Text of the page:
The Tyee article didn’t include job provision as an argument in favour of continuing Site C but proponents, particularly the contractors hoping to profit from construction, always raise that consideration. The direct jobs affected by project cessation are rather less than claimed. A large portion of current workers would be redeployed by their employers. Many would find work in projects that have more social and economic value to British Columbia.

The Horgan Government has addressed many important issues in its first three months. It now must find the nerve to make the right choice for BC Hydro and consumers of electricity. Proceeding with Site C without independent review was a major Liberal blunder.

If you are trying to get out of a hole, the first act is to stop digging.

The economic and cultural factors say stop Site C now.

Political considerations dictate the same response. This a Christy Clark Liberal boondoggle. Let that party wear the responsibility.

Voters will punish the Liberals and that political party will regret their folly for years to come.

consumption 520

IPP 520
Note: BC Hydro’s own facilities were called on for less power in the 3-year period ended June 2017 than in the 3-year period ended June 2007. By the way, the utility’s own generating capacity is 15% greater in 2017 than it was in 2007.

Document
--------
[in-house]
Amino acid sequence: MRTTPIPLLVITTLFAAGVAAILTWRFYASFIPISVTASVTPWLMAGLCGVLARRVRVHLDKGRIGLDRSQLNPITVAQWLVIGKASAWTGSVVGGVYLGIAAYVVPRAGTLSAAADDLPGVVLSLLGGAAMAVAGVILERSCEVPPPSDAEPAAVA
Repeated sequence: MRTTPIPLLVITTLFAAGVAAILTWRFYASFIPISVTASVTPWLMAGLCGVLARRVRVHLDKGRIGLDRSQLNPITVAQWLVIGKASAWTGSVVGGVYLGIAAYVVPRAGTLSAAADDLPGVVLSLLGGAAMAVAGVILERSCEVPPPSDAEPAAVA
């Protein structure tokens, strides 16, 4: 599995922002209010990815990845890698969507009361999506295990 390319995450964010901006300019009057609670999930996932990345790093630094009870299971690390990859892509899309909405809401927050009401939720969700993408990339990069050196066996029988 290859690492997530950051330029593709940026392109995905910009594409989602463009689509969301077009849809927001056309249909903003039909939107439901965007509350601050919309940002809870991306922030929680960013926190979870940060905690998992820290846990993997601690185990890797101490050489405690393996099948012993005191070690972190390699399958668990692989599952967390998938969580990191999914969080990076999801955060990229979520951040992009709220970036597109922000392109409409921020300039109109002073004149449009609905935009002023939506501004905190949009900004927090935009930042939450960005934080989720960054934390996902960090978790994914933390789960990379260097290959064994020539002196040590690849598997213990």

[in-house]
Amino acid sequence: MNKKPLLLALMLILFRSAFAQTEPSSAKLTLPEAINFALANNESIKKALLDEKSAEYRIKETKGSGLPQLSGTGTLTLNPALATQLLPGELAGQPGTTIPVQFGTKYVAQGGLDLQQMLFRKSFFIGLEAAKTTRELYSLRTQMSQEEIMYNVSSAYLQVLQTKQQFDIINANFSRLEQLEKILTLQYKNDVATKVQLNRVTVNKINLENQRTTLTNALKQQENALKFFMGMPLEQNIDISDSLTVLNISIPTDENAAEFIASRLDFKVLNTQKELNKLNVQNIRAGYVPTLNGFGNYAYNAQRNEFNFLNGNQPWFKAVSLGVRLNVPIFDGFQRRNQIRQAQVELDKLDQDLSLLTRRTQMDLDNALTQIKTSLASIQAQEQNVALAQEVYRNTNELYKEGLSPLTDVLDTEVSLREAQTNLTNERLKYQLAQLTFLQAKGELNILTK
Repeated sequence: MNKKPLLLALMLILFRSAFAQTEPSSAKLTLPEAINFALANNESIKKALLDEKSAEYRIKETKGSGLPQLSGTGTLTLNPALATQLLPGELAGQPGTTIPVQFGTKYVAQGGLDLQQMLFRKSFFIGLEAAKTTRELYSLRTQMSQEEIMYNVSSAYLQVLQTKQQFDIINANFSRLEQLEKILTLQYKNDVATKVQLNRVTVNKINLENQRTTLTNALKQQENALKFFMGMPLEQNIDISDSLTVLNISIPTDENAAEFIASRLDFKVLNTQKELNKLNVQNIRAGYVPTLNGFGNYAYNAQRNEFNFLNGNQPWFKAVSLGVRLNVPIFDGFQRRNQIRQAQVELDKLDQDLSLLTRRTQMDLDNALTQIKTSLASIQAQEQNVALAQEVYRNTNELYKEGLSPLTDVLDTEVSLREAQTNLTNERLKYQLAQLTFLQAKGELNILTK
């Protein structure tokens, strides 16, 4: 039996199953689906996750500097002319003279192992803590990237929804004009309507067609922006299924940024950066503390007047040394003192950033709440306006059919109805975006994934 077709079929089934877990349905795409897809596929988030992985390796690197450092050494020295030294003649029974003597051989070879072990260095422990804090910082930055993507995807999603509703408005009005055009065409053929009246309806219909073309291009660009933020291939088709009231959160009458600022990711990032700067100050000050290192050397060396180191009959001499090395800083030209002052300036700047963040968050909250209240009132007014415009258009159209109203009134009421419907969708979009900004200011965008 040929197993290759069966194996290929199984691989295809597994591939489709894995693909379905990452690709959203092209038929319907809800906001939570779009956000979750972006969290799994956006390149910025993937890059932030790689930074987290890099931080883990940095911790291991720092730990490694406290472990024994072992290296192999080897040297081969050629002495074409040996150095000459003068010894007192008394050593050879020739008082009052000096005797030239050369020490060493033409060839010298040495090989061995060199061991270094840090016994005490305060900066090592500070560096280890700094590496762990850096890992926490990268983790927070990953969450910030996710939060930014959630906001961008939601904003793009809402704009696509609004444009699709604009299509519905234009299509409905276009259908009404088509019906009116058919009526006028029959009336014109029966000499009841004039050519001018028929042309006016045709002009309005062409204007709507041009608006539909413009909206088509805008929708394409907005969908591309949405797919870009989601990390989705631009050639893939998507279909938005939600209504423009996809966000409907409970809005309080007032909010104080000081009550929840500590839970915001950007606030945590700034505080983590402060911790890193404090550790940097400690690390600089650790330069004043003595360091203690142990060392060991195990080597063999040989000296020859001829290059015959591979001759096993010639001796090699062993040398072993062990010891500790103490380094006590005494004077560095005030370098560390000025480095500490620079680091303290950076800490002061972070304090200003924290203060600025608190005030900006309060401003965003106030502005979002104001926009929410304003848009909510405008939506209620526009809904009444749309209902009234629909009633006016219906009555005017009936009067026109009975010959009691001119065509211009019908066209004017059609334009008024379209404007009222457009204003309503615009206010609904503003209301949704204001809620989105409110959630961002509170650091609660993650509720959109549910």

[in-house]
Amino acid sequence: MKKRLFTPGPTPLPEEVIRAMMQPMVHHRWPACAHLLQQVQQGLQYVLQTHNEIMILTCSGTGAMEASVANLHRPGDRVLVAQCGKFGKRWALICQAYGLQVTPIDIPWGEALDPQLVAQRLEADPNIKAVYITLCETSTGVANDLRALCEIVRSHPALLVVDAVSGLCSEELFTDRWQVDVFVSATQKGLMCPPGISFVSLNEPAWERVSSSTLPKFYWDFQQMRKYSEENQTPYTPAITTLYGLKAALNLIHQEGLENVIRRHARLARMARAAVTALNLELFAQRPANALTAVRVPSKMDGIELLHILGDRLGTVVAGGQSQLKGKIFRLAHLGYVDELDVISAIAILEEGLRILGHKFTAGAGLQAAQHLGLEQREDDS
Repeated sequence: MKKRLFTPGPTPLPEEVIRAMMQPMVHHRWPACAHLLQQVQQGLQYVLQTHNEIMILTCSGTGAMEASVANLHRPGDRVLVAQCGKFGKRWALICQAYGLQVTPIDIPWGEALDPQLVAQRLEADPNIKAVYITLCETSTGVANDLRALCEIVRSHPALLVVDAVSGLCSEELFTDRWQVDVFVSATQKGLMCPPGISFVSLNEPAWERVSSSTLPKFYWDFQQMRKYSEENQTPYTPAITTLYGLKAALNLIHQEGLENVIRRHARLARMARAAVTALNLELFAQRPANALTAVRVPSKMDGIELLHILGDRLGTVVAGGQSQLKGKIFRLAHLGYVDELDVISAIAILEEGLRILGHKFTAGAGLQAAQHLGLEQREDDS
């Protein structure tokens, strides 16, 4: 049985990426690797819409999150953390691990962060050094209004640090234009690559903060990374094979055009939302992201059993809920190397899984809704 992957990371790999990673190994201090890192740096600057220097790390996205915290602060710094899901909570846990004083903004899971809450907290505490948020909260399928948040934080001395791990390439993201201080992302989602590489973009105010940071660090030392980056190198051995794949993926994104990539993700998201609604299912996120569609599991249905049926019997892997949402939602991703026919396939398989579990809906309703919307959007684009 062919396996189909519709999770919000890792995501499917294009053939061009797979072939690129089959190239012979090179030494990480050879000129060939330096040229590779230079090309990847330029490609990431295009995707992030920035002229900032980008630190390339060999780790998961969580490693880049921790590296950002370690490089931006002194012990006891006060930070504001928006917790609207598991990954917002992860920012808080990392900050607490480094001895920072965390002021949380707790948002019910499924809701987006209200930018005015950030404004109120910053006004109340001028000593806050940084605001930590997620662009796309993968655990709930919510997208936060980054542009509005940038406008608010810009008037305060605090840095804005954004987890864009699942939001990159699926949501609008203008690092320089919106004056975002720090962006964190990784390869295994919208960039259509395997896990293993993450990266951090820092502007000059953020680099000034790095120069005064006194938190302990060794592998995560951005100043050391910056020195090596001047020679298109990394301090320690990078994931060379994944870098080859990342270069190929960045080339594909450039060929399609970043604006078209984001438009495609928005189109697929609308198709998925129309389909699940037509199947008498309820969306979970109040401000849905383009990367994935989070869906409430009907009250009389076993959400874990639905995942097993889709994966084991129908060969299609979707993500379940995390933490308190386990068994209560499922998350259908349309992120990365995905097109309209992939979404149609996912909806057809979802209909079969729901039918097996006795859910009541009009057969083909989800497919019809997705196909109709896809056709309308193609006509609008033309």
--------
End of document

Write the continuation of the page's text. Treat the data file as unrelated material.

In 2015, Scientific American published The Price of Solar Is Declining to Unprecedented Lows:

Perhaps the most interesting piece of data to come out in the latest Lawrence Berkeley National Lab reports is the trend in the price of solar power purchase agreements or PPAs. These prices reflect the price paid for long-term contracts for the bulk purchase of solar electricity. The latest data show that the 2015 solar PPA price fell below $50 per megawatt-hour (or 5 cents per kilowatt-hour) in 4 of the 5 regions analyzed.

The price of utility scale solar power has fallen further since then, to a level about half of the projected cost of electricity generated at Site C.

Categories: BC Hydro, Site C

7 replies »

  1. Since 2014 Norway has electric battery-run Ferry system. Just Google it and in the research check how the ferries are recharged while the ships are in the berths. They use shore battery shore recharging stations to recharge the batteries on the ships so there isn’t a huge draw on the electrical grid. Oh yeah, some of those ships have a 30 minute crossing time; so I don’t wanna hear some nincom-poop say it can’t work here. Someone should ask some of the boneheads at BC Ferries why they haven’t tried electric ships on some of their minor runs?


  2. $9billion and then the over runs. what a waste of money. spend the $9B on schools, upgrade hospitals, some rehab centres for drug addicts, improve the foster child system, pay down the debt, whatever, but not $9B on the dam dam.

    The jobs, well they can provide jobs in every community in the province so people don’t have to live in camps to work and build new schools or upgrade them along with a few seniors complexes. Once the dam is built the province will be in debt for $9B and the jobs will be over. Improving our health and education system might just provide a few more jobs for longer periods of time.

    Even if every one was driving an electric car, etc. by that time we would have other systems in our homes to run them instead of power lines all over the place. Technology is changing, why spend $9B for something we may not need.

    Then there is the issue of the flooding of the farm land. I can live without electricity, this I know. But I sure can’t live without food. We don’t know what climate change will bring, but we might want to hang onto all the land we can to provide food for future generations here and elsewhere.